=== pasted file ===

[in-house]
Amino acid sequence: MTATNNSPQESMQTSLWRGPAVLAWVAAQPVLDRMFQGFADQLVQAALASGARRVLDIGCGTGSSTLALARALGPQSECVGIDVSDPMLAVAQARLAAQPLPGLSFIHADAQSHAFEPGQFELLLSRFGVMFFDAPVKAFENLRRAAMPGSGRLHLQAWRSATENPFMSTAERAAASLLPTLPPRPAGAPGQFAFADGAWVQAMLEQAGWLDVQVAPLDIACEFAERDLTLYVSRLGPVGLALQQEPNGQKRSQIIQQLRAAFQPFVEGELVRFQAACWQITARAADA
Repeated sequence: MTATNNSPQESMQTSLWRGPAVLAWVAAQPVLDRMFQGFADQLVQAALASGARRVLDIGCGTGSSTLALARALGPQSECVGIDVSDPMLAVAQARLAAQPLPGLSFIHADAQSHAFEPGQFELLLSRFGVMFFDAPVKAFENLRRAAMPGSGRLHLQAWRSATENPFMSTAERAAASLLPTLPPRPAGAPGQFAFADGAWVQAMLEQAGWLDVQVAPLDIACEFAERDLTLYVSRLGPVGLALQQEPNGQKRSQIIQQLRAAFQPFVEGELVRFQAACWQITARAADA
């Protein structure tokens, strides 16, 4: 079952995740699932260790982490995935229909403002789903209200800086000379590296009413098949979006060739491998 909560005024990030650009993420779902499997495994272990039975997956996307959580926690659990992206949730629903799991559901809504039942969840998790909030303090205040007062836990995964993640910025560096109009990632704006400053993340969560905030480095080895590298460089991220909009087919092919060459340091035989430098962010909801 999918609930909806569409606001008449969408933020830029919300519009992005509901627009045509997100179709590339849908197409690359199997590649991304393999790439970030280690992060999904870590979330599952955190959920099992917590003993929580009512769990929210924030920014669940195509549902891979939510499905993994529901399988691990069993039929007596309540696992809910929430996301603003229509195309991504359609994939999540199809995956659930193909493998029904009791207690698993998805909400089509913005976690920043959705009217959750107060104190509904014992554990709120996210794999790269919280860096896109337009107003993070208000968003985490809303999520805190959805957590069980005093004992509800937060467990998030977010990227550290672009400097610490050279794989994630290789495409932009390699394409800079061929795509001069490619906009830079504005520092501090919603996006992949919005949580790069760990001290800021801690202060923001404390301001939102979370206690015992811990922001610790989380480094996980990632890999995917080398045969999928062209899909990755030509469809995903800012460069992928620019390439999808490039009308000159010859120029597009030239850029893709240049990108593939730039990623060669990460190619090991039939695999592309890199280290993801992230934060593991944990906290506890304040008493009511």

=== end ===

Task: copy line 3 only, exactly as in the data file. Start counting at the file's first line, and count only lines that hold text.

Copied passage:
Repeated sequence: MTATNNSPQESMQTSLWRGPAVLAWVAAQPVLDRMFQGFADQLVQAALASGARRVLDIGCGTGSSTLALARALGPQSECVGIDVSDPMLAVAQARLAAQPLPGLSFIHADAQSHAFEPGQFELLLSRFGVMFFDAPVKAFENLRRAAMPGSGRLHLQAWRSATENPFMSTAERAAASLLPTLPPRPAGAPGQFAFADGAWVQAMLEQAGWLDVQVAPLDIACEFAERDLTLYVSRLGPVGLALQQEPNGQKRSQIIQQLRAAFQPFVEGELVRFQAACWQITARAADA